AND, it turns out, if we sell it, R wants to buy it, to use when he goes up north.

But that left the dilemma, where do they stay when in town?

They'd been considering renting, but priced it out and looked at the Winnipeg market and didn't like either. They considered also buying a condo, but for at most 3-4 months of the year in use (2 months most summers, and some extra weeks as needed, usually just for mom-in-law), went nope.

They then looked at our house, at the amount of money they were considering, and said, "if we give you this, you could do the next big stages of renos you were considering. Would that possibly work out?"


yes. yes it would.

So, we have plans. It starts with redoing the half-bath on the main floor (the only part of the main floor under current consideration), because there will be a lot of plumbing done anyhow, and it's the one most guests use, so it should be pretty.

Then it involves a nigh-complete rearrangement of the upstairs floor. (Joseph's, later to be Joseph and Alex's, room will remain unchanged).

-Colin's computer alcove and our closet will become a significantly smaller but completely separated study for me.
-Our master bedroom will be a guest bedroom/sewing room.
- The bathroom will be enlarged by about 6-8 inches to fit a better bath, and redone.
- The chunk of my study right up against the bathroom will become an ensuite bathroom with a shower stall.
- The hall alcove across from the bathroom, and a part of my study adjacent to that will be a laundry area.
- The last bit of my study and the entire back storage area will become Colin's and my master bedroom.
- My much-neglected pottery stuff, which is occupying a lot of that back room now that isn't sewing stuff, will go in the basement where the laundry was, where it's sufficiently separated from Colin's woodworking stuff that I think we can live in harmony - we could even have a door or curtain. (the reason I wanted to set it up upstairs anyhow, before the back room got turned into as much of a sleeping space as it is.)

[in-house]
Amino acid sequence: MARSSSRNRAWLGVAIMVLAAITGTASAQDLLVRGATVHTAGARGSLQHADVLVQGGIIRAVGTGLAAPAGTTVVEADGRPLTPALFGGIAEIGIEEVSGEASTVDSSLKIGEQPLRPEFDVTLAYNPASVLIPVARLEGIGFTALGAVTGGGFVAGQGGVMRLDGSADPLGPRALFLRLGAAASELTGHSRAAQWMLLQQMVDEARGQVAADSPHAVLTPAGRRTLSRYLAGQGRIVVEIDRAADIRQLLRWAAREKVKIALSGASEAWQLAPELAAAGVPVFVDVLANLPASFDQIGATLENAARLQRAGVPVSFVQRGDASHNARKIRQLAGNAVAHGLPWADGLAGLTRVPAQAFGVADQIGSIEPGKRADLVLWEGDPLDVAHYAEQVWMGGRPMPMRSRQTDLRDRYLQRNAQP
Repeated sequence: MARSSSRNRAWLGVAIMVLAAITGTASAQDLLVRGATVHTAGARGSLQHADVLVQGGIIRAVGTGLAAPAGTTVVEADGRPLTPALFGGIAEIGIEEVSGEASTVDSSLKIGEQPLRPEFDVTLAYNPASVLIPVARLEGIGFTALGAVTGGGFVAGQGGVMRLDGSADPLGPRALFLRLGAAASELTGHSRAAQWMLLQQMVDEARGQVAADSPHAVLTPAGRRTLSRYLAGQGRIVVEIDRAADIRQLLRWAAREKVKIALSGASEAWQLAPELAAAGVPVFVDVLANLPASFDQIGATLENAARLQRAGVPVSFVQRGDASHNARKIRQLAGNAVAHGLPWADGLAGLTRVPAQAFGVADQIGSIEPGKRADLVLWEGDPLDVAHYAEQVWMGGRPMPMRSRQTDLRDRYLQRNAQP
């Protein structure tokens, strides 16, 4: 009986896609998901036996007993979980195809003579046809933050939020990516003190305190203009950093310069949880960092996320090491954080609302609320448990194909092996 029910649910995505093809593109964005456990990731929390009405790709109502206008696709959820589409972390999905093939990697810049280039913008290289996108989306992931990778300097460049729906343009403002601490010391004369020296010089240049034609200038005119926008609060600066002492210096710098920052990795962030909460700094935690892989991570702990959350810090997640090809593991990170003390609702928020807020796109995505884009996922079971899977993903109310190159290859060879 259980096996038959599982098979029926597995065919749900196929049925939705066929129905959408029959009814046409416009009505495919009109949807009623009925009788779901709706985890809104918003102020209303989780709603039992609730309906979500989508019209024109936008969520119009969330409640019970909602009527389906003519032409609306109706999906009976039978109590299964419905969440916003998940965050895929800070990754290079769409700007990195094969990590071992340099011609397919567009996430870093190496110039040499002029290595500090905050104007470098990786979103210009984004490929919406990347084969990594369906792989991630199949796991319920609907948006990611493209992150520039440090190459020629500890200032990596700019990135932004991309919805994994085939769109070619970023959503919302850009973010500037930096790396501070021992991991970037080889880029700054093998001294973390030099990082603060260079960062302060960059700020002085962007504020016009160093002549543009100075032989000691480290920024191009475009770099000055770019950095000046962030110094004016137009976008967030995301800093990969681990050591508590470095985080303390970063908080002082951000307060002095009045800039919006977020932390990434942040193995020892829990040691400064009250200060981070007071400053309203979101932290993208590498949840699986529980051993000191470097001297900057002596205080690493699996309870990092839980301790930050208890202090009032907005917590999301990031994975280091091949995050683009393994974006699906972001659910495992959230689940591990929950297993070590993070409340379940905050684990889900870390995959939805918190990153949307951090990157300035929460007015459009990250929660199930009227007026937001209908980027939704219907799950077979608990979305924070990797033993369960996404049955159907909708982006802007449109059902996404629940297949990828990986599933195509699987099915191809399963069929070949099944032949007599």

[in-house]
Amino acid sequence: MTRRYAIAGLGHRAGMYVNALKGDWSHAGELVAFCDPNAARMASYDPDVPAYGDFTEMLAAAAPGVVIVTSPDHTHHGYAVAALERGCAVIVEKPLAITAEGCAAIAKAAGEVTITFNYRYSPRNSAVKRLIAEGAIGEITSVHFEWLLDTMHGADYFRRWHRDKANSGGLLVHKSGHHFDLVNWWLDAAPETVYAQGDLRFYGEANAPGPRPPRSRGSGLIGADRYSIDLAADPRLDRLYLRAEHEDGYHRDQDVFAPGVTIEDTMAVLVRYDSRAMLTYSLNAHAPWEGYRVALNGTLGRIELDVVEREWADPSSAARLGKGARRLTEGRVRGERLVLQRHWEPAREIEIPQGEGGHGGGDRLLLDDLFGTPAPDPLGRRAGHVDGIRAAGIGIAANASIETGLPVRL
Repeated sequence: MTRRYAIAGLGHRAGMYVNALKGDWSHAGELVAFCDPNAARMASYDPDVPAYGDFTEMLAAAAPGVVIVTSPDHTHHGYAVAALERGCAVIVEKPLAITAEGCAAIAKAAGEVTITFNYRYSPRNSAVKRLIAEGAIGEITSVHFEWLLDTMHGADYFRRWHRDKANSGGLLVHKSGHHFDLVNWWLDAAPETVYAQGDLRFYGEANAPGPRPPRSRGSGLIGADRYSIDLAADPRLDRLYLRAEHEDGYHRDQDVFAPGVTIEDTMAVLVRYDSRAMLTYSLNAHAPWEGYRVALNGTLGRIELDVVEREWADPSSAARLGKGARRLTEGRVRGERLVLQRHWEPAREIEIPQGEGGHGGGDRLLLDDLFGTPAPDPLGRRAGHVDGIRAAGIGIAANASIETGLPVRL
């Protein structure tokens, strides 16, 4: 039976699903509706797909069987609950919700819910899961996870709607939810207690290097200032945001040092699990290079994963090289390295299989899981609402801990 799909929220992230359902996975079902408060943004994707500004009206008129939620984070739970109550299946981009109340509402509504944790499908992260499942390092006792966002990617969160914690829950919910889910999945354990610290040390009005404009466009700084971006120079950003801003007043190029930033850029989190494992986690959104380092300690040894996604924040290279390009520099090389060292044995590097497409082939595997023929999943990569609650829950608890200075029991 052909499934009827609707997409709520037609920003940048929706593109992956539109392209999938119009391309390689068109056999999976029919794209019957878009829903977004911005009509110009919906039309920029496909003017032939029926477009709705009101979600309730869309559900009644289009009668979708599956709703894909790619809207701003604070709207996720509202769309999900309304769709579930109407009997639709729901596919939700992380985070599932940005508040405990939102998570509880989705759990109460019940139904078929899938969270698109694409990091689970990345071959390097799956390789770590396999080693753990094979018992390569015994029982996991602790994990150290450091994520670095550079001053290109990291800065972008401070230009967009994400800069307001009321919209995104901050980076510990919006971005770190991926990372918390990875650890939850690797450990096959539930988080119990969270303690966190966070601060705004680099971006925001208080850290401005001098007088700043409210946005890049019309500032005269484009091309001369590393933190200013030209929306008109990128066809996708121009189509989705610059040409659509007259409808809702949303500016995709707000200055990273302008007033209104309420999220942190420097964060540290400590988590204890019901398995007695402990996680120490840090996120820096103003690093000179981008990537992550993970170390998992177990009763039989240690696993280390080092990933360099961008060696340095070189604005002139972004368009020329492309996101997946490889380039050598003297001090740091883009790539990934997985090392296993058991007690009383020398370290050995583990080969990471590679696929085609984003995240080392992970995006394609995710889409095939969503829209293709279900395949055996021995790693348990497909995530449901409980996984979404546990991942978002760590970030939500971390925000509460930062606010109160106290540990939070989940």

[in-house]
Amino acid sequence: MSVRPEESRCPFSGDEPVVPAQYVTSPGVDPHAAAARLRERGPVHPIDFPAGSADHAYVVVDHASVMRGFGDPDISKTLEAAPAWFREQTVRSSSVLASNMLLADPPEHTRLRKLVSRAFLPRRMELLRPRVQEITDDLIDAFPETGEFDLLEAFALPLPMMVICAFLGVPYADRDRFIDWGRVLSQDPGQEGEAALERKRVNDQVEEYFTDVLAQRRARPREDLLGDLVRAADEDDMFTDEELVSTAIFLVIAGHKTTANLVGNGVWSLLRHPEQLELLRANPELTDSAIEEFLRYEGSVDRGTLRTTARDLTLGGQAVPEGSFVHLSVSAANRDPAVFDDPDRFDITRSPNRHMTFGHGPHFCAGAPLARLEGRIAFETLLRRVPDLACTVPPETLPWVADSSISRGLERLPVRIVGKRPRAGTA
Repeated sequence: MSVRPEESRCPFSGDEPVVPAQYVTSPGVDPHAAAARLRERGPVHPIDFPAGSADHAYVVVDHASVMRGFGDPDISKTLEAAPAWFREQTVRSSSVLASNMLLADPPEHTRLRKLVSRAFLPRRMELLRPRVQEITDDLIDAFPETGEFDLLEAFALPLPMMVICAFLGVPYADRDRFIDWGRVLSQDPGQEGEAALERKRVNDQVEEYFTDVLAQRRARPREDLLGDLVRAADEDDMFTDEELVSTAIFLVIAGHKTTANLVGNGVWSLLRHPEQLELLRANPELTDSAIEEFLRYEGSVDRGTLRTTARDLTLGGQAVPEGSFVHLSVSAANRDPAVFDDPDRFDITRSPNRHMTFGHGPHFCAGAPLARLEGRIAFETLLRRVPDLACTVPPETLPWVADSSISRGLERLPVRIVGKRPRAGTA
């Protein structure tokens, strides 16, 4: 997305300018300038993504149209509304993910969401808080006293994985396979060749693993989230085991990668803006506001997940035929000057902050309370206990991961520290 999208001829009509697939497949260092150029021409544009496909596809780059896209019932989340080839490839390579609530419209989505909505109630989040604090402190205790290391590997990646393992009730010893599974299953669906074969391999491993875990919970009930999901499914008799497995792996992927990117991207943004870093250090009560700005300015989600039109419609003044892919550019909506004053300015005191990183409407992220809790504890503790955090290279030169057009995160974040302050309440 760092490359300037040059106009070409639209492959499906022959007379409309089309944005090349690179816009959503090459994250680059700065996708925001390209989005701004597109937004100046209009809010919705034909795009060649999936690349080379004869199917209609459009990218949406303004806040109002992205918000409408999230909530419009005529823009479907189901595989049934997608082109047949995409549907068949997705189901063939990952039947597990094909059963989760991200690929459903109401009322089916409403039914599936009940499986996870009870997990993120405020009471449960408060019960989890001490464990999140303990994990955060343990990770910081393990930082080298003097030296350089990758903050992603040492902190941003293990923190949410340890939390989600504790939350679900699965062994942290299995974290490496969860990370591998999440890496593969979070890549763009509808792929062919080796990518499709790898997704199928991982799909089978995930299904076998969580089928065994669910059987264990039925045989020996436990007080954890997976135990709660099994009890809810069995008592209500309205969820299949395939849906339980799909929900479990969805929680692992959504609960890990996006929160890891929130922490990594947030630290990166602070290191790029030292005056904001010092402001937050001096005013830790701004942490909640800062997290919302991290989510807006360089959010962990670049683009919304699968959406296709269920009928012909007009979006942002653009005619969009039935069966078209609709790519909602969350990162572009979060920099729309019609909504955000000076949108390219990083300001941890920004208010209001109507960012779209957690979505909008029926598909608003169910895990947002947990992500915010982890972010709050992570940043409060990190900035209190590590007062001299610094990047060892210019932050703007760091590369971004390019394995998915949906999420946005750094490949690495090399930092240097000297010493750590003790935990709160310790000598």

I will need to reduce my books and even more, reduce the depth of my shelf space (most of my shelving units are 12" deep and that won't do in a smaller room) but I definitely do not mind a smaller room. And while it's tricky to do reno projects around a curious pre-schooler, Colin being home allows for doing more stuff himself to save on money. He's fully capable, as demonstrated last time, of drawing up the plans, and he has a fair chunk of those done. He's already started on taking out the remains of the chimney that does nothing but cut into the bathroom space, and the plumber was by for initial estimates and to arrange times to start each phase of his work. (plumbing is not a DIY part of renos like knocking down walls -- at least not parts that involve moving and adding stacks. Colin feels up to putting in the shower stall we bought, and that level of plumbing.)

Anyhow, so that will be the big project going forward. We're not likely to have it far enough along to matter for my mother-in-law's next visit, in a month and a half (IE,. she'll still be sleeping in the current spare room) but we should be through at least the lower bathroom and working on the others.